So, if I were an administrator, I would much prefer that any tenure decision be made in such a way that it would be hard for anyone to criticize. I would prefer that all experts be neither Jewish nor Muslim, and have no perceptible bias one way or the other.
Two questions: 1) Who in the world would not "prefer that any tenure decision be made in such a way that it would be hard for anyone to criticize?; 2) If you think it best that Jews and Muslims be excluded lest they introduce bias, then wouldn't you want to see Christians excluded too, since the Christian narrative incorporates the Jewish one? And might not be problematic, since they have had some bad experiences with Muslims over the past 60 years, which might call into question their credibility?

This Abu El-Haj case deserves close scrutiny and thoughtful discussion, since it implicates so much - what is scholarship and what is partisan political tendention pretending to be scholarship; how tenure decisions are made; how secretive the tenure review process should be, and who should be allowed input to it; etc. The spectral presence of the late and very much unlamented by me Edward Said is very much a part of this, as is Columbia's singular Middle Eastern Language and Civilizations department. I'm glad to see it get its own thread here.
9.25.2007 1:03am
tvk:
Isn't this another iteration of the inherent tension between expertise and bias? I am sympathetic to the idea that, their expertise being equal, it is probably perferable to have someone who was neither Israeli nor Palestinian Arab to evaluate work which steps right into the middle of a political minefield. I take it that Professor Bernstein would not find this "evenhanded" exclusion to be nearly as outrageous. The problem is that a truly neutral observer who has such expertise is probably very hard to come by.
9.25.2007 1:18am
Milhouse (www):
Suppose some white woman based her academic work on the thesis that slavery never happened, and all the records are the result of black sorcerers casting mind-befuddling spells on everyone. And suppose she was up for tenure, and the university asked for people to critically evaluate her work, but preferably these people should not be black. How do you suppose that would go down?
9.25.2007 1:23am
Tony Tutins (mail):
Here's the problem: her work, if true, would tend to undermine what I would call the romantic or hearttugging basis of Israel. Although Jews returning to their historic homeland is a thrilling and touching story, the rightness of having a Jewish state should not and does not depend on Israel's having the exact same boundaries as where Jews lived in Biblical times: [Segal] said he was particularly troubled by her suggestion that ancient Israelites had not inhabited the land where Israel now stands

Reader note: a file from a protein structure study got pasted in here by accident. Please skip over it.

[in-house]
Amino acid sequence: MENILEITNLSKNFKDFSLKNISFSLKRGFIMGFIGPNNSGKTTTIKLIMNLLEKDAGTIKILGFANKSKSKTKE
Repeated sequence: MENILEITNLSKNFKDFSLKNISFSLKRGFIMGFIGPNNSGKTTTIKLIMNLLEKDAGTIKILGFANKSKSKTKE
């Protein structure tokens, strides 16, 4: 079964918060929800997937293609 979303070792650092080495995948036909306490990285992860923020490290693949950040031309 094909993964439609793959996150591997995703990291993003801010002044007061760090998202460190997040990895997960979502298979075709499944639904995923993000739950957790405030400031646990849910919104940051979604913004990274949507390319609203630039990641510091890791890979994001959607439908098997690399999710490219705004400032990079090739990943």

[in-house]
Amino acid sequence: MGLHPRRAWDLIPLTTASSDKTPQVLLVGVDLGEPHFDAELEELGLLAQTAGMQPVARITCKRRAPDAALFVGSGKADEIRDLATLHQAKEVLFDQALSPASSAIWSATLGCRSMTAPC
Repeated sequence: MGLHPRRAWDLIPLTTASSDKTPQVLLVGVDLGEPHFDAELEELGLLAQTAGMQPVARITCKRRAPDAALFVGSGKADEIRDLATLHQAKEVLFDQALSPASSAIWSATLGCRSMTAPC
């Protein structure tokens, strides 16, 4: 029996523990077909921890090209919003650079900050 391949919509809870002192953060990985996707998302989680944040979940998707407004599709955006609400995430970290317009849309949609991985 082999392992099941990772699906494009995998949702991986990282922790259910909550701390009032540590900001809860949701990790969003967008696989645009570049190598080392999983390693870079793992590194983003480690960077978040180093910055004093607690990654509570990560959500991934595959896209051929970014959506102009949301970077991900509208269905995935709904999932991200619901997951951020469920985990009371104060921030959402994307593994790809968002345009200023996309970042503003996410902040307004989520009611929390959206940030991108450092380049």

9.25.2007 1:31am
Ilya Somin:
I don't trust anyone to be objective about their own country/people.

Really? So Americans can't be "objective" about scholarship about the US? Or Frenchmen about works on France?
9.25.2007 1:43am
PT Willis:
It makes alot of sense. I don't think it's possible that a Jewish archaeologist can objectively review her work given the nature of it. The vast majority of people that would disagree with this......are probably Jewish.

**awaits reflexive accusations of anti-semitism**
9.25.2007 1:45am
V:
You don't say one word about the amazing academic scandal involving Harvard law professor Alan Dershowitz defaming Norman Finkelstein, bringing amazing pressure to bear to deny him tenure, but THIS gets you in an uproar. Motes and beams, David... (I realize you don't agree with Finkelstein, DB, but his scholarship was attested to in writing by some of the most prominent names in the field, and his demonstration of Dershowitz's blatant plagarism and false claims was amply documented in his well-known text. I was, BTW, amazed this was never discussed on VC. I guess if the guy you emotionally prefer is so thoroughly documented as a liar and fraud, it IS best to keep silent, even on something that was discussed nationally in numerous venues.)
9.25.2007 1:48am
PT Willis:
V, don't forget to mention how Dershowitz's was PWNED when Chomsky called him out for lying in the Boston Globe.
9.25.2007 1:54am
PT Willis:
V, don't forget to mention how Dershowitz was PWNED when Chomsky called him out for lying in the Boston Globe.
9.25.2007 1:54am
PT Willis:
I don't trust anyone to be objective about their own country/people.

Really? So Americans can't be "objective" about scholarship about the US? Or Frenchmen about works on France?


Last time I checked Americans and Frenchmen weren't fighting a territorial civil war against each other. I think it's fair to say the any Palestine-Zionist issues are going to be pretty sensitive for most Jews and Muslims.